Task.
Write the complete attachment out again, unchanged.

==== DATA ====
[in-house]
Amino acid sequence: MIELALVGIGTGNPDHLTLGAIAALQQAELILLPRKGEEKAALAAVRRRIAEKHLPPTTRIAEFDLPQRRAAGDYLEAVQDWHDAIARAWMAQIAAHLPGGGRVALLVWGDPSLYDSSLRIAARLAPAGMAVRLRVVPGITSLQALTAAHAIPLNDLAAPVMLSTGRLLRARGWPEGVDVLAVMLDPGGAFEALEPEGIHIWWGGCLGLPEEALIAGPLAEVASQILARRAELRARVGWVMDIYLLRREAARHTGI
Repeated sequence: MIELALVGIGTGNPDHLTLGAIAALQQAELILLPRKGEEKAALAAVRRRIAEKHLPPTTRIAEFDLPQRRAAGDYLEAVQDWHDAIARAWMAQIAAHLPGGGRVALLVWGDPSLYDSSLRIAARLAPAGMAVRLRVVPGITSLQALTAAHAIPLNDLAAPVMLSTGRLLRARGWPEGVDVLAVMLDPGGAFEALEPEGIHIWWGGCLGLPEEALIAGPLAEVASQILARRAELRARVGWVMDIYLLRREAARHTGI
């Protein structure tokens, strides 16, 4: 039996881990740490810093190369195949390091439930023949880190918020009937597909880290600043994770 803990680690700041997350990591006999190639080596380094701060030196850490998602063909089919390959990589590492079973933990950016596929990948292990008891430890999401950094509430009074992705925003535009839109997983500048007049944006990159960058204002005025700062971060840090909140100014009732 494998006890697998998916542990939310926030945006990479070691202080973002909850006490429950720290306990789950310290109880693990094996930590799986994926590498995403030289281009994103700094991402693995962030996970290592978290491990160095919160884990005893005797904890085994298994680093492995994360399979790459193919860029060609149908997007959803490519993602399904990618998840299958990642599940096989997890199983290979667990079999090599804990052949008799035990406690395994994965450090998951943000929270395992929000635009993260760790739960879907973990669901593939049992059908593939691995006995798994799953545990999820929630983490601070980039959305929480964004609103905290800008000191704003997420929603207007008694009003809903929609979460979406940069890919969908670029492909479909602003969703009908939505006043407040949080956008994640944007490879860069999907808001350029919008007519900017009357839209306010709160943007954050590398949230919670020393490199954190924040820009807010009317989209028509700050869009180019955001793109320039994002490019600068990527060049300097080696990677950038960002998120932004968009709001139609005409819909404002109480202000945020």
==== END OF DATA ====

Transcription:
[in-house]
Amino acid sequence: MIELALVGIGTGNPDHLTLGAIAALQQAELILLPRKGEEKAALAAVRRRIAEKHLPPTTRIAEFDLPQRRAAGDYLEAVQDWHDAIARAWMAQIAAHLPGGGRVALLVWGDPSLYDSSLRIAARLAPAGMAVRLRVVPGITSLQALTAAHAIPLNDLAAPVMLSTGRLLRARGWPEGVDVLAVMLDPGGAFEALEPEGIHIWWGGCLGLPEEALIAGPLAEVASQILARRAELRARVGWVMDIYLLRREAARHTGI
Repeated sequence: MIELALVGIGTGNPDHLTLGAIAALQQAELILLPRKGEEKAALAAVRRRIAEKHLPPTTRIAEFDLPQRRAAGDYLEAVQDWHDAIARAWMAQIAAHLPGGGRVALLVWGDPSLYDSSLRIAARLAPAGMAVRLRVVPGITSLQALTAAHAIPLNDLAAPVMLSTGRLLRARGWPEGVDVLAVMLDPGGAFEALEPEGIHIWWGGCLGLPEEALIAGPLAEVASQILARRAELRARVGWVMDIYLLRREAARHTGI
């Protein structure tokens, strides 16, 4: 039996881990740490810093190369195949390091439930023949880190918020009937597909880290600043994770 803990680690700041997350990591006999190639080596380094701060030196850490998602063909089919390959990589590492079973933990950016596929990948292990008891430890999401950094509430009074992705925003535009839109997983500048007049944006990159960058204002005025700062971060840090909140100014009732 494998006890697998998916542990939310926030945006990479070691202080973002909850006490429950720290306990789950310290109880693990094996930590799986994926590498995403030289281009994103700094991402693995962030996970290592978290491990160095919160884990005893005797904890085994298994680093492995994360399979790459193919860029060609149908997007959803490519993602399904990618998840299958990642599940096989997890199983290979667990079999090599804990052949008799035990406690395994994965450090998951943000929270395992929000635009993260760790739960879907973990669901593939049992059908593939691995006995798994799953545990999820929630983490601070980039959305929480964004609103905290800008000191704003997420929603207007008694009003809903929609979460979406940069890919969908670029492909479909602003969703009908939505006043407040949080956008994640944007490879860069999907808001350029919008007519900017009357839209306010709160943007954050590398949230919670020393490199954190924040820009807010009317989209028509700050869009180019955001793109320039994002490019600068990527060049300097080696990677950038960002998120932004968009709001139609005409819909404002109480202000945020």